Theoretical framework 05
The purpose of this projectis to show all kinds of pest control and the importance it has to humans and animals.
In this work I will show:
* Cultural Control
* Biological Control
* Breeding for Host Resistance
* Legal & Regulatory Control
* Physical & Mechanical Control
* Eugenics & Birth Control
* Chemical Control – Semiochemicals
* Chemical Control – Conventional Insecticides* Integrated Control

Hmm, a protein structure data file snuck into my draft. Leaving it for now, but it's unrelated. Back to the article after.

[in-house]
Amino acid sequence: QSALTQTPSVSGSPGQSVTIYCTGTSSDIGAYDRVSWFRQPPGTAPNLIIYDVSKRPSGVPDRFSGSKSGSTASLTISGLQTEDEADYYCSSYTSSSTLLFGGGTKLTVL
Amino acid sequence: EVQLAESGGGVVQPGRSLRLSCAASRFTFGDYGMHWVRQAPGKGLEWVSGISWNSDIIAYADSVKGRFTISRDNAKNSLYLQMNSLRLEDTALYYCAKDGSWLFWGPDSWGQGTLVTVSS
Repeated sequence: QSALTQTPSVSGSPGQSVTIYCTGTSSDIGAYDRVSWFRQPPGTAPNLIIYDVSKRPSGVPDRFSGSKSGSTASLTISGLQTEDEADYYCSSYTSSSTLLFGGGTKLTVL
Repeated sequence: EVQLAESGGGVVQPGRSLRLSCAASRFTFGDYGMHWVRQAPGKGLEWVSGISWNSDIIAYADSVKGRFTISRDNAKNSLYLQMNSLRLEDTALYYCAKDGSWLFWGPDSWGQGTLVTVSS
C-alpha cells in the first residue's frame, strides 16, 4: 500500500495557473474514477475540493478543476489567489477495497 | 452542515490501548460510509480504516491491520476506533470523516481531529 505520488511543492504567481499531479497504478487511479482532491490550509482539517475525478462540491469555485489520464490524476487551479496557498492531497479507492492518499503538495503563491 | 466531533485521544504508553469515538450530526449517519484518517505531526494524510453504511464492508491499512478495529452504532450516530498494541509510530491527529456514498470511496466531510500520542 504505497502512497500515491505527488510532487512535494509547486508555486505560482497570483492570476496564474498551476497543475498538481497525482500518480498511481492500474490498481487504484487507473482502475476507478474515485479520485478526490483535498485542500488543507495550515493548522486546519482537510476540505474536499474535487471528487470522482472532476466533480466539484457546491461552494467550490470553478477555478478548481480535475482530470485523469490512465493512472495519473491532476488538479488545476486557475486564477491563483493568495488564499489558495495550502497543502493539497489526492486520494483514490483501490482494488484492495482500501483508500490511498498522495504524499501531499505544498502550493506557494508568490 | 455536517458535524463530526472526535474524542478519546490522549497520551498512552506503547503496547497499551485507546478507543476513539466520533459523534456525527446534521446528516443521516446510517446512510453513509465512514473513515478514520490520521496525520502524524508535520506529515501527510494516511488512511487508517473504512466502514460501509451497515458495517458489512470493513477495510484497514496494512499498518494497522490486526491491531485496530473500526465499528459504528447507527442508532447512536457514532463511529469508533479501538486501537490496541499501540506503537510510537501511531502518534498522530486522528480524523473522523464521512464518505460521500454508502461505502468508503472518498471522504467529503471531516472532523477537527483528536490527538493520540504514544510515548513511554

The history of pest control probably began with the first human who ever swatted a mosquito or picked off a louse. From the fossil record, we know that all major types of biting flies and external parasites already existed by the time Homosapiens first appeared on earth. Phthirus and Pediculus, the two genera of lice that feed on humans, have a host range that is limited to primates (apes and monkeys). And we suspect that human fleas (Pulex irritans) and bed bugs (Cimex lectularius) adopted cave-dwellers as hosts because these insects are most closely related to other species that live on bats. But since our primitive ancestorswere hunters and gatherers, they probably found that insects were more useful as food than they were troublesome as pests. (Even today, people in some primitive cultures eat the lice they pick from one another's hair). It was probably not until the dawn of organized agriculture, when insects attacked the plants we grew for food, that we first recognized them as a potential threat to our ownsurvival.Pest control tactics were mentioned occasionally in writings of the ancient Chinese, Sumerian, and Egyptian scholars. Many of these tactics were embedded in religion or superstition, but a few had real scientific merit. Predatory ants, for example, were used in China as early as 1200 B.C. to protect citrus groves from caterpillars and wood boring beetles. Ropes or bamboo sticks tiedbetween adjacent branches helped the ants move easily from place to place. A passage in Homer's Iliad (8th century B.C.) describes the use of fire to drive locusts into the sea, and the ancient Egyptians organized long lines of human drovers to repel swarms of invading locusts. Pythagorus, a Greek philosopher and mathematician, was credited with clearing malaria from a Sicilian town during the 6thcentury B.C. by instructing its residents to drain the marshes. Chemical substances that purportedly killed or repelled insects were in common usage. Many of these were of questionable value, but some worked, and a few are still in use today. Some of the inorganic compounds, such as sulfur and arsenic, have well-established insecticidal activity. And modern science has only recently cometo recognize that many plant extracts used by ancient apothecaries (e.g, lemon oil, wormwood, hellebore, fleabane, etc.) do indeed contain compounds with useful activity against insects.There was very little progress in pest control during the dark ages. Ignorance and superstition abounded. For what it was worth, St. Bernhard excommunicated the flies of his parish in 1121. In a book...